The cue for daylight saving time is “spring ahead, fall back” — for those who, twice a year, draw a blank about which way to reset their clocks.
This used to make sense, back when we didn’t “spring” ahead until the last Sunday in April, when there might reasonably be some crocus.
But March 9? Really?
Yet today, we have awakened to our watches, clocks, timers, car clocks, alarms, microwave ovens and grandfather clocks all duly moved ahead one hour into daylight saving time (DST), where we will remain until November.
Yes, standard time now lasts a mere four months, making it anything but the standard.
But then, daylight saving time is full of contradictions that confound and fascinate. Consider that no daylight actually is saved, as in some solar IRA. Instead, we shift how we define a day so that the evening hours remain illuminated later throughout the summer — as if an hour has been “saved” for twilight canoe rides and extra innings.
But the actual hours of daylight don’t increase because Congress passed a law, but because Minnesota, and the northern hemisphere, tilt toward the sun.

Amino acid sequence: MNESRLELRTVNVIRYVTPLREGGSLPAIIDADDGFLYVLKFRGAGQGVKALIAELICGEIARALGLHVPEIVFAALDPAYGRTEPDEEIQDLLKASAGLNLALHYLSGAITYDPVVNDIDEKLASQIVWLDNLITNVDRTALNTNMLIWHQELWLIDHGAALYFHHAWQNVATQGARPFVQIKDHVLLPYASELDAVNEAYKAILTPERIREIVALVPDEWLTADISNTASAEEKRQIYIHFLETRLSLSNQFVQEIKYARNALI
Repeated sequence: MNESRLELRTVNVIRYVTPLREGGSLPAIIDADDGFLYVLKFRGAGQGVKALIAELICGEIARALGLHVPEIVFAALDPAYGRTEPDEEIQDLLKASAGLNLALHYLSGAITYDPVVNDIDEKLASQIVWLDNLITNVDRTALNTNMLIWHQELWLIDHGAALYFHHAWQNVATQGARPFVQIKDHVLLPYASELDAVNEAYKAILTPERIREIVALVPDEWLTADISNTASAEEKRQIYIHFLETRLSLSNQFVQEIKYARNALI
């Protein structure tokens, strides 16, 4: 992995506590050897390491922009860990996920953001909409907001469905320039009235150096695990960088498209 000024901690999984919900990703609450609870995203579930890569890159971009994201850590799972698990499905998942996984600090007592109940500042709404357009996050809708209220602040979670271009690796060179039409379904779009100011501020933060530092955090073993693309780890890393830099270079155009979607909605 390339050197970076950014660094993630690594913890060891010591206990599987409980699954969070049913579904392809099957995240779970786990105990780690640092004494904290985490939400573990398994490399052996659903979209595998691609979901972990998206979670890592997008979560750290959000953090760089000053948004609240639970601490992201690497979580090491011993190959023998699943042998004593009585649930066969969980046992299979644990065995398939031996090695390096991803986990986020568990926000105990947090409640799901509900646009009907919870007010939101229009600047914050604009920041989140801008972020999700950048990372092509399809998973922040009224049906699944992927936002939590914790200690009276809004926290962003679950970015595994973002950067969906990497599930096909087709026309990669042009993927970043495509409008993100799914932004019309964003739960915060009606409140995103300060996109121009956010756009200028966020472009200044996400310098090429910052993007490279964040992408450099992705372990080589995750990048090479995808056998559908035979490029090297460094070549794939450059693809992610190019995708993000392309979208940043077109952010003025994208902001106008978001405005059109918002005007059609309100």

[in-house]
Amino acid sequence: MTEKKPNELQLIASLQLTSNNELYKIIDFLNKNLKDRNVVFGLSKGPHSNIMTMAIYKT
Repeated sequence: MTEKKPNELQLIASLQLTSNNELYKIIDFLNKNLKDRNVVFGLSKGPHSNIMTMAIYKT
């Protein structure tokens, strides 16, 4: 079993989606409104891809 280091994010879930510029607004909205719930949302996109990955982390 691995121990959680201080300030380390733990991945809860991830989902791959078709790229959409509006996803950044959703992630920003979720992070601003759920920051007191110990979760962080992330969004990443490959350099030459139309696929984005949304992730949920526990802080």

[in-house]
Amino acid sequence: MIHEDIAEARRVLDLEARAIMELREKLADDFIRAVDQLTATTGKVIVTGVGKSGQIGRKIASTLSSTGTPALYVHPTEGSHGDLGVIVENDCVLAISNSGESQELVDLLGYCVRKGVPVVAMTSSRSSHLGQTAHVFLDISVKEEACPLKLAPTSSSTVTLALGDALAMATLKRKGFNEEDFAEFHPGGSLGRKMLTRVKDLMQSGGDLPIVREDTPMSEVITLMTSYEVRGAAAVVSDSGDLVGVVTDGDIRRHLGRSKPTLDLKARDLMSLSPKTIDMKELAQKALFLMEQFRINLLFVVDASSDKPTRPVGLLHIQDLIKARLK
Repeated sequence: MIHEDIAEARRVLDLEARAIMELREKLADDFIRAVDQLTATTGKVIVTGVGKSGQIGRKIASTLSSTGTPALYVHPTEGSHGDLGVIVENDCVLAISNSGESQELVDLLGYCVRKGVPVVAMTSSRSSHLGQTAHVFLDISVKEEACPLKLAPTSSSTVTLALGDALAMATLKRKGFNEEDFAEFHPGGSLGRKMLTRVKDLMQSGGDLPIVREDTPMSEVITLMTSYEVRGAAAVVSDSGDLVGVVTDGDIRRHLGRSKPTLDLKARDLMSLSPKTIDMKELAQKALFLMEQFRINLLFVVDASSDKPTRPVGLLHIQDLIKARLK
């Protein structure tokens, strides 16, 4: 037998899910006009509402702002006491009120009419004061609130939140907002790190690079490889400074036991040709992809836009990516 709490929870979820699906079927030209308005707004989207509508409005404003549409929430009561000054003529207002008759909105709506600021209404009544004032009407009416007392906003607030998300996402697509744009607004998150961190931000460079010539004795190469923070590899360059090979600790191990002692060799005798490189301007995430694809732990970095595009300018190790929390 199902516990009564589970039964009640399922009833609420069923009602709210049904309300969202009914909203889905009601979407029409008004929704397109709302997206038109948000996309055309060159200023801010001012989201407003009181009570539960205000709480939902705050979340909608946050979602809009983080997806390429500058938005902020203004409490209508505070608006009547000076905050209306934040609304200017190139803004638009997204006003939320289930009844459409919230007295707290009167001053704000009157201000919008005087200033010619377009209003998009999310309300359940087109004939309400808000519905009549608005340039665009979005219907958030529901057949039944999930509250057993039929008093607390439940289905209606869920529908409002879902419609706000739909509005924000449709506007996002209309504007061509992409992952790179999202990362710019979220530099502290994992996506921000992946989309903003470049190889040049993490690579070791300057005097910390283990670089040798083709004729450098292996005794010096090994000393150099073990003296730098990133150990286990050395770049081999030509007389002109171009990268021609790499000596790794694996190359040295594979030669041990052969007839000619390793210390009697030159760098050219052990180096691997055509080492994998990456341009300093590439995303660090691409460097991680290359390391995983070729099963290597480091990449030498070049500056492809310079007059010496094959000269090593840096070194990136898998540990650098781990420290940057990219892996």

Yet, like Congress, the semiannual time shift comforts and afflicts.
Research into DST’s impact has mixed results: It saves energy or squanders energy; bolsters health or can kill you; is an economic engine or a drag on the bottom line.
People even debate its name. Conversationally, most refer to daylight savings time, but its proper name is daylight saving time (and boy, the keepers of all that’s proper regard voicing that extra “s” as a ticket to Guantanamo).
Or, we could just get up sooner
David Levinson, a professor of civil engineering at the University of Minnesota, has studied the effects of daylight saving time from a traffic safety standpoint, finding the shift makes driving no more dangerous than at any other time. But he also views DST through sociological and economic lenses.
Energy savings used to be the primary reason, he said, with the logic that if it stayed sunlit later, people wouldn’t turn on their lights.
“My own view is that people should get up earlier,” Levinson added, not unreasonably.
These days, DST starts on the second Sunday of March and ends on the first Sunday of November, as stated by the Energy Policy Act of 2005. But DST isn’t really about energy anymore, since a government study in 2007 reported an annual nationwide electricity savings of just 0.03 percent. Another study noted that any savings in lighting costs is offset by our tendency to crank on the air conditioner or furnace.
The clearest benefit appears to be a drop in crime, especially robbery, during the more illuminated evening hours.
Follow the money
Today, the most powerful drivers of DST may be economics and culture.
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